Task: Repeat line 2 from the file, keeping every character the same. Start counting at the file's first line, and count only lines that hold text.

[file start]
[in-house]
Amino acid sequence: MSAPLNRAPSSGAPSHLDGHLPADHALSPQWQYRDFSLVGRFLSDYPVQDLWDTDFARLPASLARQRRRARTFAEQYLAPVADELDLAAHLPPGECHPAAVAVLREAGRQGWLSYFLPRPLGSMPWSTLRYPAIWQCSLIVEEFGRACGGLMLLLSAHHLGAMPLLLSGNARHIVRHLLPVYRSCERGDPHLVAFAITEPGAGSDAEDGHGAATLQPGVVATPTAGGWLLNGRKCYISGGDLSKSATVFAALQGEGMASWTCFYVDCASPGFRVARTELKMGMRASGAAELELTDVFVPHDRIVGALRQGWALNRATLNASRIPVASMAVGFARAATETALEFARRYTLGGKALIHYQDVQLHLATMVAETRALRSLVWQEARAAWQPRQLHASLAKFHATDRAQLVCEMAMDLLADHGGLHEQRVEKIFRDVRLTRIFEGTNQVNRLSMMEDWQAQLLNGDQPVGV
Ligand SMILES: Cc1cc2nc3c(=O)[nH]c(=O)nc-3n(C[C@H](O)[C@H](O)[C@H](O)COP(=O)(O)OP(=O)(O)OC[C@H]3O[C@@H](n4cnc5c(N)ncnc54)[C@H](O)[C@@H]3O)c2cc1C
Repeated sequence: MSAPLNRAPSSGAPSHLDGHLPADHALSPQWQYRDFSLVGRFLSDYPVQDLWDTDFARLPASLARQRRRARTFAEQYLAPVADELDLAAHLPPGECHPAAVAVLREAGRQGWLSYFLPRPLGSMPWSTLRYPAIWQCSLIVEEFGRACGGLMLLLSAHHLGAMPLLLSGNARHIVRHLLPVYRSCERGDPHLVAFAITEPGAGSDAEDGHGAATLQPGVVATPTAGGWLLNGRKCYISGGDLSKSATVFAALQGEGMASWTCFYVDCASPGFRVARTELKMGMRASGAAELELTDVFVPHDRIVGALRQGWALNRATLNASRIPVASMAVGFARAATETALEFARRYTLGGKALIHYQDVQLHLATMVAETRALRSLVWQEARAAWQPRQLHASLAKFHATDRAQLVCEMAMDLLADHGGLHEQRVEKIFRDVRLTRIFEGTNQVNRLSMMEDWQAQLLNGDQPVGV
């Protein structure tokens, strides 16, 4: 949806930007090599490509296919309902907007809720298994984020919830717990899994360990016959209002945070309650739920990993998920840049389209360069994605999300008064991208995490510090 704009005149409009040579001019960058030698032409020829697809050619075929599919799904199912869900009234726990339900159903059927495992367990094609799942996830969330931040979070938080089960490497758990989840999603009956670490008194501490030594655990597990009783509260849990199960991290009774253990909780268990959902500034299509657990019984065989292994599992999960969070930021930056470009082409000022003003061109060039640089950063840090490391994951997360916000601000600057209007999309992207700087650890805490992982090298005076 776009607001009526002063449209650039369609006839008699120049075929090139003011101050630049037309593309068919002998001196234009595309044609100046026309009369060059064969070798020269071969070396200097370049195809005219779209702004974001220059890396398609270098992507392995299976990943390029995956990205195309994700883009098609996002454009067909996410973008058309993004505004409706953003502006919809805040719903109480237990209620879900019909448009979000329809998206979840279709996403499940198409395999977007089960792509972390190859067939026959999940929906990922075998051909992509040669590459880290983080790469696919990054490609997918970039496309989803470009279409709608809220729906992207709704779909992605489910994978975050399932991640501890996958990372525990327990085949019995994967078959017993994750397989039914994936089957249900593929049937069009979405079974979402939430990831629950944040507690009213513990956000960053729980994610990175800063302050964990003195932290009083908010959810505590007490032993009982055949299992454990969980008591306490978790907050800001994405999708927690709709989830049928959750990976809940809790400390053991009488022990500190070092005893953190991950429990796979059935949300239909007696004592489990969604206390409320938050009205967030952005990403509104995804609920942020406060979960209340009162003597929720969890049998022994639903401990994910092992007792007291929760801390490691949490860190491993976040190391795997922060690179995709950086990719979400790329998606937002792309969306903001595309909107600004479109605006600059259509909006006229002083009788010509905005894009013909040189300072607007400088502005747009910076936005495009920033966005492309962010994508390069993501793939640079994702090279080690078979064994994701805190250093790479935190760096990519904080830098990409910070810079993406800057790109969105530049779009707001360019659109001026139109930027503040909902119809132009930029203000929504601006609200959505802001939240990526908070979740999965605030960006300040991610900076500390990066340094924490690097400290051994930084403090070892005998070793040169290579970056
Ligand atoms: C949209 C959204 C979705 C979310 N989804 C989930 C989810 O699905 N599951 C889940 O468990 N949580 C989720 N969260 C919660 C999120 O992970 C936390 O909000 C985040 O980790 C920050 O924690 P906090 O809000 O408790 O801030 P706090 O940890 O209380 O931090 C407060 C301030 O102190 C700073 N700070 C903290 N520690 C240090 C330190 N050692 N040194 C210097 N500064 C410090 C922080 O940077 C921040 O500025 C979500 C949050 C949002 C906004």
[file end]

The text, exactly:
Amino acid sequence: MSAPLNRAPSSGAPSHLDGHLPADHALSPQWQYRDFSLVGRFLSDYPVQDLWDTDFARLPASLARQRRRARTFAEQYLAPVADELDLAAHLPPGECHPAAVAVLREAGRQGWLSYFLPRPLGSMPWSTLRYPAIWQCSLIVEEFGRACGGLMLLLSAHHLGAMPLLLSGNARHIVRHLLPVYRSCERGDPHLVAFAITEPGAGSDAEDGHGAATLQPGVVATPTAGGWLLNGRKCYISGGDLSKSATVFAALQGEGMASWTCFYVDCASPGFRVARTELKMGMRASGAAELELTDVFVPHDRIVGALRQGWALNRATLNASRIPVASMAVGFARAATETALEFARRYTLGGKALIHYQDVQLHLATMVAETRALRSLVWQEARAAWQPRQLHASLAKFHATDRAQLVCEMAMDLLADHGGLHEQRVEKIFRDVRLTRIFEGTNQVNRLSMMEDWQAQLLNGDQPVGV